5. Global Chic
On an international note, local dress codes should be factored into your wardrobe. In some resort areas, an anything-goes attitude applies, whereas in others many restaurants frown on diners with flip flops or those wearing shorts, bathing suits, or even T-shirts. Going abroad? In many places, traditions of dress differ from North America; check with your destination’s concierge or consult a good guidebook. A dignified look goes a long way: think skirts below the knee or trousers, and shirts that cover shoulders and elbows.

6. One Look
Stick to one basic wardrobe look – a favorite is urban chic when packing for business trips. Also sporty casual – if a get-away includes vacation. In either case, choose clothes that you can wear at least twice in a week. When all your tops go with all your bottoms and all your bottoms work with all your shoes, mixing and matching can yield plenty of fresh looks; just add scarves and jewelry for women and additional ties along with a light weight sweater or blazer for men (e.g., for a week’s trip, you should look smashing with three bottoms, four or five tops, a sweater, and a jacket that can be worn alone or over the sweater). Similarly, try to build your wardrobe around just two or three complementary colors, preferably two neutrals and one accent, such as black, white, and light brown. If everything goes together, you’ll get more mileage out of fewer pieces. And remember that prints and dark colors do not show spots and soil as quickly. Think black T-shirts rather than white ones and apply this to pants as well.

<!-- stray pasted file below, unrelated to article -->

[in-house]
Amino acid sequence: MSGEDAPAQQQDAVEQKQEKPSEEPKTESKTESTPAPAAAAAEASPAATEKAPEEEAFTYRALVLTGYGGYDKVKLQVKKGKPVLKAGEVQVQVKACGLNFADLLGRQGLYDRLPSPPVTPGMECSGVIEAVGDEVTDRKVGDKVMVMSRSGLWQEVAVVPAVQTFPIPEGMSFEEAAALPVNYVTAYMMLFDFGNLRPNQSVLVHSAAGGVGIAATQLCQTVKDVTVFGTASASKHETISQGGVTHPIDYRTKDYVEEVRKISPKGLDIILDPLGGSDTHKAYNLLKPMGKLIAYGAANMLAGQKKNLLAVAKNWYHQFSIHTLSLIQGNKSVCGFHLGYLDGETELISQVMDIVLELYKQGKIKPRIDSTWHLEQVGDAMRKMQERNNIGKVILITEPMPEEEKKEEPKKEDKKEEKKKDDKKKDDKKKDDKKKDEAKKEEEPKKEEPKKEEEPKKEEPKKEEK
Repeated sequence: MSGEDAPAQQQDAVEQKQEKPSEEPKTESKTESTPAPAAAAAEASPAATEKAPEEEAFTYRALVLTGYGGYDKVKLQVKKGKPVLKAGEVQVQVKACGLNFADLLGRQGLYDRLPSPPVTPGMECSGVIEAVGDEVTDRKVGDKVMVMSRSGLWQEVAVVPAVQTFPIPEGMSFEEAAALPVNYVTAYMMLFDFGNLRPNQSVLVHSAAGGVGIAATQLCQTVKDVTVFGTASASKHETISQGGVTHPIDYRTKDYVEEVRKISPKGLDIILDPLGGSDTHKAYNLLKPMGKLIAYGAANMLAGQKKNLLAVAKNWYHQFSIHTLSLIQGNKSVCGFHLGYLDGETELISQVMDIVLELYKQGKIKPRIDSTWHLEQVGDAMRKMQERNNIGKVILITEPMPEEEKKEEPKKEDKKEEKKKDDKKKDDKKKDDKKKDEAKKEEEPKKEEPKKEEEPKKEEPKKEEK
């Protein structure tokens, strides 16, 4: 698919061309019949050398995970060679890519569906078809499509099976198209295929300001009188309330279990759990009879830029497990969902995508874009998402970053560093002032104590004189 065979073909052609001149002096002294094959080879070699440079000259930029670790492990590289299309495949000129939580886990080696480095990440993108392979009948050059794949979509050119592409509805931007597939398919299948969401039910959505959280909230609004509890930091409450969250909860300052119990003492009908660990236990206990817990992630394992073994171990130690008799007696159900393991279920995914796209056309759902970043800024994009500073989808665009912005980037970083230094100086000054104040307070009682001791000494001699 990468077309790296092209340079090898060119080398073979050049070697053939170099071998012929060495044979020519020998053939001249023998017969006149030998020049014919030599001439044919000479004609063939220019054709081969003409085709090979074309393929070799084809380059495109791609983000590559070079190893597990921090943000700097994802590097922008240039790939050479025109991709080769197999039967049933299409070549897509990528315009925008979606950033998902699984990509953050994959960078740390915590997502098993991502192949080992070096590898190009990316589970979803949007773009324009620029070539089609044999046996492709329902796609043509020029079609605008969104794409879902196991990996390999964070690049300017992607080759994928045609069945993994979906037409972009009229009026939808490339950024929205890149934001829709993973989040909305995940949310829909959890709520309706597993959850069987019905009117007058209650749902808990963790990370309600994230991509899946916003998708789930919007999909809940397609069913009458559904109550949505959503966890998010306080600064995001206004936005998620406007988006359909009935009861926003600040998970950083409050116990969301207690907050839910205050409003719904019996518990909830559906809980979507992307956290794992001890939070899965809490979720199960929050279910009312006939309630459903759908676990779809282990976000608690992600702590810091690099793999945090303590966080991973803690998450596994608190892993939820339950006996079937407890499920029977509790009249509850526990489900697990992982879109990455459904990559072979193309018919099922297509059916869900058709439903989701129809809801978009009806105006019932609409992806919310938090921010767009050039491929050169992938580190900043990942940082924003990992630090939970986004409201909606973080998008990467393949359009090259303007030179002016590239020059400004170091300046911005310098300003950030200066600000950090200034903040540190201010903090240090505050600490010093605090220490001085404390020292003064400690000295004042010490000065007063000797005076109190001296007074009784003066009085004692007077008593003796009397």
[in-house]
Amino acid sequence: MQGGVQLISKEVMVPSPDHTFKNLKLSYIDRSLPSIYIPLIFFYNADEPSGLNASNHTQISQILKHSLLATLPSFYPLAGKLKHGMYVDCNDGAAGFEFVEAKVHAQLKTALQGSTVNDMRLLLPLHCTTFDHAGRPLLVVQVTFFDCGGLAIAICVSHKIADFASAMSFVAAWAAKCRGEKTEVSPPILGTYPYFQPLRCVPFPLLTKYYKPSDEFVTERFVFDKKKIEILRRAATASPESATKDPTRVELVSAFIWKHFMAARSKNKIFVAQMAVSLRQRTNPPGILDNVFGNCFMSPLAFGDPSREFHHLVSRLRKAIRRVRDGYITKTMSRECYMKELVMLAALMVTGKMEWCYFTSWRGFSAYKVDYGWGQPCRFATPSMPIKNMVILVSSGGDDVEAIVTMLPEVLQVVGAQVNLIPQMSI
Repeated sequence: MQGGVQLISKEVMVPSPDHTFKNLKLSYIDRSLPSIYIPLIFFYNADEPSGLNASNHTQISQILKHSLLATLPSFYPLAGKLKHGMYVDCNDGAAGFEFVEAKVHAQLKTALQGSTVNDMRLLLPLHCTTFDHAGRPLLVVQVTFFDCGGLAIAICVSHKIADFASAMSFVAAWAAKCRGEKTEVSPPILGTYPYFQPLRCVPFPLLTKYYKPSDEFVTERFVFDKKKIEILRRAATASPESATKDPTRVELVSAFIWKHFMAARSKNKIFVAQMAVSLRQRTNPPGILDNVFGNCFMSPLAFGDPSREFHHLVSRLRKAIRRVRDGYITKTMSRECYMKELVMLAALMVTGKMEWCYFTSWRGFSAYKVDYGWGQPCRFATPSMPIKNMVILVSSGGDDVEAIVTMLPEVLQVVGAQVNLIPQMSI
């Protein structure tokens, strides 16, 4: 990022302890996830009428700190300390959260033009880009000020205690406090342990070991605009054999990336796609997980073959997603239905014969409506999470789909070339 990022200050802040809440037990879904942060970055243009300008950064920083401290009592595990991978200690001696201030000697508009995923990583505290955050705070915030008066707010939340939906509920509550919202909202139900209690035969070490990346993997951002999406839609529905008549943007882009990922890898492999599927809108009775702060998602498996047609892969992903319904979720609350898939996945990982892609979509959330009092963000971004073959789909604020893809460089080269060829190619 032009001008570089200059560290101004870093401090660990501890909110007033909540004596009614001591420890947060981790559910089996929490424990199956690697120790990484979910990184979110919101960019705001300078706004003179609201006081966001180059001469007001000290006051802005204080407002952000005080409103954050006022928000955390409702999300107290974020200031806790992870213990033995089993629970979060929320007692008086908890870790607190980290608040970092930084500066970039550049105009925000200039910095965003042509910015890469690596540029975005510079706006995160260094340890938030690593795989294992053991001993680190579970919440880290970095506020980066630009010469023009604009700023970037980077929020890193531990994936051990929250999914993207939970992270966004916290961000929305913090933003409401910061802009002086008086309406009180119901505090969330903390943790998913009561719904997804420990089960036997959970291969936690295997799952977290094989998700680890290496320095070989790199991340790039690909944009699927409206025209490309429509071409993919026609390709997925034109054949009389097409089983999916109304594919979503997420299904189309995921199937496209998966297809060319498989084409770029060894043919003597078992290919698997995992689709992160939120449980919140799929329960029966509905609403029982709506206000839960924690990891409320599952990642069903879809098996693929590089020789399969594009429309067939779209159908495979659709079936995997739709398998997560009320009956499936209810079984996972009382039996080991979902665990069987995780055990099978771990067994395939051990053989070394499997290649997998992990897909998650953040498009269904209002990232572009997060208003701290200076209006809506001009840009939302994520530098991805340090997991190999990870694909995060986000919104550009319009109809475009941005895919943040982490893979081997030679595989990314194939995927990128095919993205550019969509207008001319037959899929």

7. Sunny, Seventy Degrees, And A Shoe Tip To Remember
Start checking the temperatures at your destination a week before your trip and use a single shoe to keep you organized before the departure. First, having current weather information allows you to revise your packing list quickly and to give thought to buying mittens over sunscreen. Also pack layers (a favorite tip of mine), or whatever else you may need for the weather. If rain is in the forecast, avoid suede finishes and opt for easy to clean boots, heels, or loafers. And be sure to consider the humidity level which could benefit from packed hair clips or hats.

Next, adopt a clever ‘shoe’ tip from Scott McCartney of the Wall Street Journal. Discovered during a British Airways interview, flight attendants shared the following with Scott: “…by putting a single shoe you wear [when flying] into the room safe with your passport, you’ll never risk leaving it behind when you depart.”


Before your next business trip: draft a list 7 days in advance, check the weather of the destination, and leave for the trip with less wardrobe headaches. Already a good packer? Share your number one tip with a newer colleague or family member – before they take off on their next trip.